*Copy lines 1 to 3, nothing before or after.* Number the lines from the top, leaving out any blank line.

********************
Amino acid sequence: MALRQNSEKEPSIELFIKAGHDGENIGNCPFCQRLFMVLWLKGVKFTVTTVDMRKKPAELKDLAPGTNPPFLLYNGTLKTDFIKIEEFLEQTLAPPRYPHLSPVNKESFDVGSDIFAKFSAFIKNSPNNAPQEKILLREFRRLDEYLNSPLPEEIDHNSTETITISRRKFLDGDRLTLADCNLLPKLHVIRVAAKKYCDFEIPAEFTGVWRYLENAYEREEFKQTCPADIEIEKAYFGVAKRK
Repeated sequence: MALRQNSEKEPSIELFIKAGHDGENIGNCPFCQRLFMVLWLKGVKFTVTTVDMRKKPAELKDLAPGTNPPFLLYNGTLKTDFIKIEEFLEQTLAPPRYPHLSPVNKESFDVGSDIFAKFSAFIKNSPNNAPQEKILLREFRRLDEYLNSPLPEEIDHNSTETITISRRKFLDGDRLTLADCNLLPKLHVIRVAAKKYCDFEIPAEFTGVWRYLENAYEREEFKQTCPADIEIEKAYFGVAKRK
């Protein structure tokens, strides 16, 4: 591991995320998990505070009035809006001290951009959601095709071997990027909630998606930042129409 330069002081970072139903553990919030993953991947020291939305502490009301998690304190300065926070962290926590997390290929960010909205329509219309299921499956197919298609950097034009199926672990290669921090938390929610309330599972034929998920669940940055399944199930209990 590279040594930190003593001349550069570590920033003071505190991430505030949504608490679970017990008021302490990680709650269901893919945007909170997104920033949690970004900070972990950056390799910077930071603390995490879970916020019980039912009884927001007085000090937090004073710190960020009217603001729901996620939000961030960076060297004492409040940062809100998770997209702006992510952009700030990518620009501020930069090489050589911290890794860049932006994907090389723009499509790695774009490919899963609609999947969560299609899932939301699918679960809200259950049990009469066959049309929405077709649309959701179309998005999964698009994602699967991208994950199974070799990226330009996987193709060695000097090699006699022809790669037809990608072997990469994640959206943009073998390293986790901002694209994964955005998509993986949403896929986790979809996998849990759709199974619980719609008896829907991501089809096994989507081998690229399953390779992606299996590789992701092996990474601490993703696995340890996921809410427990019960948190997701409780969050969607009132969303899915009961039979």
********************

Amino acid sequence: MALRQNSEKEPSIELFIKAGHDGENIGNCPFCQRLFMVLWLKGVKFTVTTVDMRKKPAELKDLAPGTNPPFLLYNGTLKTDFIKIEEFLEQTLAPPRYPHLSPVNKESFDVGSDIFAKFSAFIKNSPNNAPQEKILLREFRRLDEYLNSPLPEEIDHNSTETITISRRKFLDGDRLTLADCNLLPKLHVIRVAAKKYCDFEIPAEFTGVWRYLENAYEREEFKQTCPADIEIEKAYFGVAKRK
Repeated sequence: MALRQNSEKEPSIELFIKAGHDGENIGNCPFCQRLFMVLWLKGVKFTVTTVDMRKKPAELKDLAPGTNPPFLLYNGTLKTDFIKIEEFLEQTLAPPRYPHLSPVNKESFDVGSDIFAKFSAFIKNSPNNAPQEKILLREFRRLDEYLNSPLPEEIDHNSTETITISRRKFLDGDRLTLADCNLLPKLHVIRVAAKKYCDFEIPAEFTGVWRYLENAYEREEFKQTCPADIEIEKAYFGVAKRK
């Protein structure tokens, strides 16, 4: 591991995320998990505070009035809006001290951009959601095709071997990027909630998606930042129409 330069002081970072139903553990919030993953991947020291939305502490009301998690304190300065926070962290926590997390290929960010909205329509219309299921499956197919298609950097034009199926672990290669921090938390929610309330599972034929998920669940940055399944199930209990 590279040594930190003593001349550069570590920033003071505190991430505030949504608490679970017990008021302490990680709650269901893919945007909170997104920033949690970004900070972990950056390799910077930071603390995490879970916020019980039912009884927001007085000090937090004073710190960020009217603001729901996620939000961030960076060297004492409040940062809100998770997209702006992510952009700030990518620009501020930069090489050589911290890794860049932006994907090389723009499509790695774009490919899963609609999947969560299609899932939301699918679960809200259950049990009469066959049309929405077709649309959701179309998005999964698009994602699967991208994950199974070799990226330009996987193709060695000097090699006699022809790669037809990608072997990469994640959206943009073998390293986790901002694209994964955005998509993986949403896929986790979809996998849990759709199974619980719609008896829907991501089809096994989507081998690229399953390779992606299996590789992701092996990474601490993703696995340890996921809410427990019960948190997701409780969050969607009132969303899915009961039979």